Shame is the enemy of connection. I knew where the speaker was going to go on this one. Right to the garden of Eden when connection (communion) with God was broken and Adam and Eve felt naked and ashamed. (See Genesis 3: 6-10 for a brief reminder if you need one.) The classic illustration, and most detrimental act of all mankind, of how our kinfolk crossed the Creator by failing to believe what He had said (believing lies versus God’s words), was a reminder that since the fall mankind has been longing for the connection that we were created to have with the God of the Universe. It was fought for and won by our Savior and Lord, Jesus Christ. Because of Him, I knew the connection was made for me. Shame was what was keeping me from feeling it. And to hear that the fight in my life was actually appropriately titled “shame versus connection” was just as an eye-opener to me as it was for Adam and Eve in verse 7 of the biblical encounter.


Conviction says, “You’ve done something wrong.” Shame says, “I am wrong.” OR “I am not (fill in the blank) enough.” Wow. This was the turning point in my thought processes that evening. How easily I had been confusing conviction with shame. Conviction is always a good thing. The true version of it comes straight from the Holy Spirit, whose job in part is to “convict the world of sin, and of righteousness, and of judgment: of sin” (John 16: 8-9a). And conviction, if dealt with appropriately, takes me straight to the Person of Christ, with Whom I have relationship and intimacy with. Shame, however, is never a good thing. It always takes me somewhere other than the Cross, either to my self for the rescue (which never pans out) or, if it has comparison written all over it, it’ll take my thoughts to some other person to whom I’ll never measure up to. In life I will do some things wrong, but, WHO I AM is NOT wrong and I am NOT “not good” enough.


Without Jesus’ blood, people don’t know how to deal with their shame. Here my mind was brought, once again, to the precious reality that Christ’s blood covers me; covers it all. And at this note, my heart began to ache. Not for myself, but for the people in my life who do not have a single place to put their shame that ever gives them rest . . . or peace. In those raw moments as I listened to the speaker’s message, I identified with what had already been said about the power and the pain that shame brings. I identified with the fact that I used to have to deal with it all without Jesus. I praised Him that freedom was mine. And I realized how deep the hurt was and is in the lives of my unsaved loved ones. Only the power of Christ Himself can set them free, so I prayed to the God of Heaven to hear my plea and to, in His timing, set my loved ones free. And then I rehearsed the words of a familiar song in my head: Oh the blood of Jesus, washes me. Oh the blood of Jesus, shed for me. What a sacrifice, that saved my life. Yes, the blood it is my victory.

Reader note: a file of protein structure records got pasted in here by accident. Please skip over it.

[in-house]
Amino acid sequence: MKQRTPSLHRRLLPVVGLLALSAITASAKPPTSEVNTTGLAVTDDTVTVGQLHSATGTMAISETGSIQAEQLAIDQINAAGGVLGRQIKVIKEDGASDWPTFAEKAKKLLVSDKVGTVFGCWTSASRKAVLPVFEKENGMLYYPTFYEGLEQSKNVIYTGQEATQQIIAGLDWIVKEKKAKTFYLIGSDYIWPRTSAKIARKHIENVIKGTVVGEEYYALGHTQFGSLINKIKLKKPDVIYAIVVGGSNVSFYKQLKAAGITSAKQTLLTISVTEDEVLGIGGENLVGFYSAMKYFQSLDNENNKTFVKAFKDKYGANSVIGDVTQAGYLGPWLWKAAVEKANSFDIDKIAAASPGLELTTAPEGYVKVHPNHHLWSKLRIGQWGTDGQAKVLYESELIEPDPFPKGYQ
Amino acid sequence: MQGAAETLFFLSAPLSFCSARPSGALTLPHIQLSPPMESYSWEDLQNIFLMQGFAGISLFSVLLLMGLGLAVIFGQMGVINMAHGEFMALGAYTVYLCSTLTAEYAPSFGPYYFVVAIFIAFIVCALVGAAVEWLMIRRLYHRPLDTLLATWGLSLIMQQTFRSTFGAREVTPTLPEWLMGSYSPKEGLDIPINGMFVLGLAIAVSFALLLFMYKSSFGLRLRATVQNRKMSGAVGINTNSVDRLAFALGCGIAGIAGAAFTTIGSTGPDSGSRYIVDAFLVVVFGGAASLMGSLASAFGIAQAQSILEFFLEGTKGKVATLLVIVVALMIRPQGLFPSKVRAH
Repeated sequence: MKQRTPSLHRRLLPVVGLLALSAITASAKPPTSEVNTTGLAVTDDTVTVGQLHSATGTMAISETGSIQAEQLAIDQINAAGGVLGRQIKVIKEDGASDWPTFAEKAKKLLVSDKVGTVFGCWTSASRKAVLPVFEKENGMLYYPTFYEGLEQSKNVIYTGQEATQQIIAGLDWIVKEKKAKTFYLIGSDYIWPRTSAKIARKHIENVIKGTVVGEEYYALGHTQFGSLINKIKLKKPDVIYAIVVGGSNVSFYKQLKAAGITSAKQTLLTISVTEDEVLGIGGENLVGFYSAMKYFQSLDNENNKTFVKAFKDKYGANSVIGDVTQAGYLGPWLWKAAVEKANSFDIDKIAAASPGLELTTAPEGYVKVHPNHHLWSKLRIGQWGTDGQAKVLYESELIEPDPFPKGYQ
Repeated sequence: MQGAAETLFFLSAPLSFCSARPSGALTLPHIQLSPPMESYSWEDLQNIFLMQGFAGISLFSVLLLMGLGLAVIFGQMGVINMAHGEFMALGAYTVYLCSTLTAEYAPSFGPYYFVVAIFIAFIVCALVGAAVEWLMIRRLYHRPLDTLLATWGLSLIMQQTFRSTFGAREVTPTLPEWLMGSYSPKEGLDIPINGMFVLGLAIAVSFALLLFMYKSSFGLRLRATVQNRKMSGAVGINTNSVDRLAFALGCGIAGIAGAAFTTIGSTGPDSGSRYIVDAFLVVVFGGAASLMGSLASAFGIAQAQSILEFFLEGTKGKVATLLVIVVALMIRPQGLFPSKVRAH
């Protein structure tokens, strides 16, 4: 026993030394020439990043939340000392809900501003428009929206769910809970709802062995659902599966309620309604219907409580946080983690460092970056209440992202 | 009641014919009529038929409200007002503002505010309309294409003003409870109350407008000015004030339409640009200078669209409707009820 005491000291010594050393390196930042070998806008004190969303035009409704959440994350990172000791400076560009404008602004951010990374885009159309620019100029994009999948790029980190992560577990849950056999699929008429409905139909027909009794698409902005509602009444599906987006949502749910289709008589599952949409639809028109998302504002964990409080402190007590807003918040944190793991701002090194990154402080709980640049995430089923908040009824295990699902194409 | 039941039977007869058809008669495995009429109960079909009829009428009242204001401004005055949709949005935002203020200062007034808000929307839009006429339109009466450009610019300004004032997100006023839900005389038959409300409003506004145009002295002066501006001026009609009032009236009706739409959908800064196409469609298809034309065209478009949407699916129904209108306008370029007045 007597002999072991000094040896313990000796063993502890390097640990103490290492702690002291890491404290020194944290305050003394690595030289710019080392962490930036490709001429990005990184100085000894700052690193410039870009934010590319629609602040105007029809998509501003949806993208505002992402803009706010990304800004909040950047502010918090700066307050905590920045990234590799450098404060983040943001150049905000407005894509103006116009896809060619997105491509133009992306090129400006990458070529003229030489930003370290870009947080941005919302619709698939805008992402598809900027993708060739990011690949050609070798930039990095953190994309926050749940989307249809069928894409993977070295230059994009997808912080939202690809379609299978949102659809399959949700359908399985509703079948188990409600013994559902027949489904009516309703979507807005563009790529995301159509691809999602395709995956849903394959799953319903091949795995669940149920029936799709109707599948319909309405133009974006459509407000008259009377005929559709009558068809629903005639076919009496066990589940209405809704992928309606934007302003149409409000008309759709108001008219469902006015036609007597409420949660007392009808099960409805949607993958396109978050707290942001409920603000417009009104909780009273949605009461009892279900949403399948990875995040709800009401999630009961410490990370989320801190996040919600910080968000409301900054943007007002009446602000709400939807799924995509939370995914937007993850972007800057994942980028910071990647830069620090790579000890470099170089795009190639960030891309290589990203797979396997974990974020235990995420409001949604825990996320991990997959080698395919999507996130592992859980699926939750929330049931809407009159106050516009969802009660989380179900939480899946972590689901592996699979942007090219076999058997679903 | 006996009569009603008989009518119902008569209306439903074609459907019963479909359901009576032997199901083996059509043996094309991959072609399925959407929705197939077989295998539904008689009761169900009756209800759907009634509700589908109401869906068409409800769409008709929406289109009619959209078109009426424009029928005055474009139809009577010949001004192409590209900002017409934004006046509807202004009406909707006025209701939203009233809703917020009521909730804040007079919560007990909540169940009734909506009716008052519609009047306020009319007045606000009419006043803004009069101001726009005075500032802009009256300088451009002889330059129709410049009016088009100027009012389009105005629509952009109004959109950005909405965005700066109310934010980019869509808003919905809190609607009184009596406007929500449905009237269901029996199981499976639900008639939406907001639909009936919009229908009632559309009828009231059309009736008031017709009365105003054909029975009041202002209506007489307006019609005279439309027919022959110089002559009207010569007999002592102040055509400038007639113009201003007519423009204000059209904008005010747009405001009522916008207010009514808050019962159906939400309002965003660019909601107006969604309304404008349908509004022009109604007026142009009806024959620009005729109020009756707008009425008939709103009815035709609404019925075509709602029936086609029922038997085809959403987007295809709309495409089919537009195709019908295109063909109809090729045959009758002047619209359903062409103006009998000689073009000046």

The ending of this teaching session was not the same for me as the beginning. The Light had broken through the clouds of my darkness. The Spirit had met me in that sanctuary, and accurate to Himself and faithful to His nature, He had guided me into truth and comforted me with His loving presence. He had reminded me again that as a child of His, I am one who walks in His Spirit and therefore, I am not chained to condemnation. That I am what I am by His grace alone. And that, since the very day that He saved me, I was given a new statement to repeat to myself, and He expects me to speak it and live it with power and true conviction . . . Shame is off of me.